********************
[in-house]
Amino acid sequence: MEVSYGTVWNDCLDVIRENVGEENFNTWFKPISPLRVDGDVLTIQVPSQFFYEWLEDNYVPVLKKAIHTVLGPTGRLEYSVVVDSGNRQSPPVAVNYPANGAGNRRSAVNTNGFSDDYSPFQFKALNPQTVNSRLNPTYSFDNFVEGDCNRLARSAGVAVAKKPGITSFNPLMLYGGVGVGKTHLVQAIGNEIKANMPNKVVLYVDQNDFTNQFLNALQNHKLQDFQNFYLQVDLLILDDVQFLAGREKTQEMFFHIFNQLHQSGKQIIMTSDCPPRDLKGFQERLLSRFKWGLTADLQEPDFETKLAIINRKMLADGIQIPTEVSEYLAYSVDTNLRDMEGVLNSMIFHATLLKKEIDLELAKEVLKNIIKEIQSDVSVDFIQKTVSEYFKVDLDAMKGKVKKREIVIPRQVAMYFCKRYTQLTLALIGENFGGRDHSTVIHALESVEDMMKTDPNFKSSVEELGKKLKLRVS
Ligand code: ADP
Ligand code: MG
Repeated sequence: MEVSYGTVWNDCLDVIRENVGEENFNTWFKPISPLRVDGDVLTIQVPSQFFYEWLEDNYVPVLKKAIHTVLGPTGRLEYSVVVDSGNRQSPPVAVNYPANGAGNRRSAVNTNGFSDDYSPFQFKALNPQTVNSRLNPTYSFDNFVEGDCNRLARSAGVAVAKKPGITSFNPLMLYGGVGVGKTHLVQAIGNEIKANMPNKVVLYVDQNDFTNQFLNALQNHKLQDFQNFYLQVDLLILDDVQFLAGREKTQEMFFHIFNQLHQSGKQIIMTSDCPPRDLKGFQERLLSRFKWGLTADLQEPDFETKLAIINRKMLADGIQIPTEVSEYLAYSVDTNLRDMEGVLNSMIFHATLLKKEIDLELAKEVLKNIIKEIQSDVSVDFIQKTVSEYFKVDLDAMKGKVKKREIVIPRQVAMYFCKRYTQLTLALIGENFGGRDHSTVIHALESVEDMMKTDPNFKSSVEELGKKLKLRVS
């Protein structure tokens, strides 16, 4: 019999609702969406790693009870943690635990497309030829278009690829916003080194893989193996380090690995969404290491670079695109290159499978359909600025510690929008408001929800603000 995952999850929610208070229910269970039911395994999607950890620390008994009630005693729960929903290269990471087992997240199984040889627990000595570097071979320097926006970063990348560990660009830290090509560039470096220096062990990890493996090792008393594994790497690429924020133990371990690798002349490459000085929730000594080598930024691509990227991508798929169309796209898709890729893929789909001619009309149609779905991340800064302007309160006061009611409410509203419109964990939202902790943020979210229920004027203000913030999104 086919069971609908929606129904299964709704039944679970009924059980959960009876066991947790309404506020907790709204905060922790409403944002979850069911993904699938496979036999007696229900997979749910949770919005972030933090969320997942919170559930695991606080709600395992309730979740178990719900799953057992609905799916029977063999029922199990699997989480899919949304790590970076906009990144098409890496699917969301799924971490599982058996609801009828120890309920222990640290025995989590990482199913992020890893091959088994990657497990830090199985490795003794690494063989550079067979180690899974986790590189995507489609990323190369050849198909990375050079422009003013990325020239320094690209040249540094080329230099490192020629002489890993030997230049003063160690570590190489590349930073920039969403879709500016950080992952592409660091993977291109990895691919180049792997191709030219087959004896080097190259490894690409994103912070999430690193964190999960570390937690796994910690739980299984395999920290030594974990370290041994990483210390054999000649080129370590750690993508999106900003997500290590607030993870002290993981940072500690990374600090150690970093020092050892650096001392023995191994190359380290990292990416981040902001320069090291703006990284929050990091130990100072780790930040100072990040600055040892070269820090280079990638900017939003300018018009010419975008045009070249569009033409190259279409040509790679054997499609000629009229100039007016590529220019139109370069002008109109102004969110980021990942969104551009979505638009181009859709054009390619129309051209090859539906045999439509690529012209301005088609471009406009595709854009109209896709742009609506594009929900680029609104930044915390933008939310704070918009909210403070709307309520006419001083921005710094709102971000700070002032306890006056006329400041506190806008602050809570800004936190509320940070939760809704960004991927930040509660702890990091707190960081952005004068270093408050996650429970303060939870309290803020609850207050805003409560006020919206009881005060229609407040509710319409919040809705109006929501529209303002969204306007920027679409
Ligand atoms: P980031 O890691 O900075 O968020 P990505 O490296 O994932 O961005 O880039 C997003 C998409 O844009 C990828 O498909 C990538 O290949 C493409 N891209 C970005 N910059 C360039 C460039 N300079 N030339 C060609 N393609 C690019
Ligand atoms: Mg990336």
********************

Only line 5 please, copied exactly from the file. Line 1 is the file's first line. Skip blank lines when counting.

Repeated sequence: MEVSYGTVWNDCLDVIRENVGEENFNTWFKPISPLRVDGDVLTIQVPSQFFYEWLEDNYVPVLKKAIHTVLGPTGRLEYSVVVDSGNRQSPPVAVNYPANGAGNRRSAVNTNGFSDDYSPFQFKALNPQTVNSRLNPTYSFDNFVEGDCNRLARSAGVAVAKKPGITSFNPLMLYGGVGVGKTHLVQAIGNEIKANMPNKVVLYVDQNDFTNQFLNALQNHKLQDFQNFYLQVDLLILDDVQFLAGREKTQEMFFHIFNQLHQSGKQIIMTSDCPPRDLKGFQERLLSRFKWGLTADLQEPDFETKLAIINRKMLADGIQIPTEVSEYLAYSVDTNLRDMEGVLNSMIFHATLLKKEIDLELAKEVLKNIIKEIQSDVSVDFIQKTVSEYFKVDLDAMKGKVKKREIVIPRQVAMYFCKRYTQLTLALIGENFGGRDHSTVIHALESVEDMMKTDPNFKSSVEELGKKLKLRVS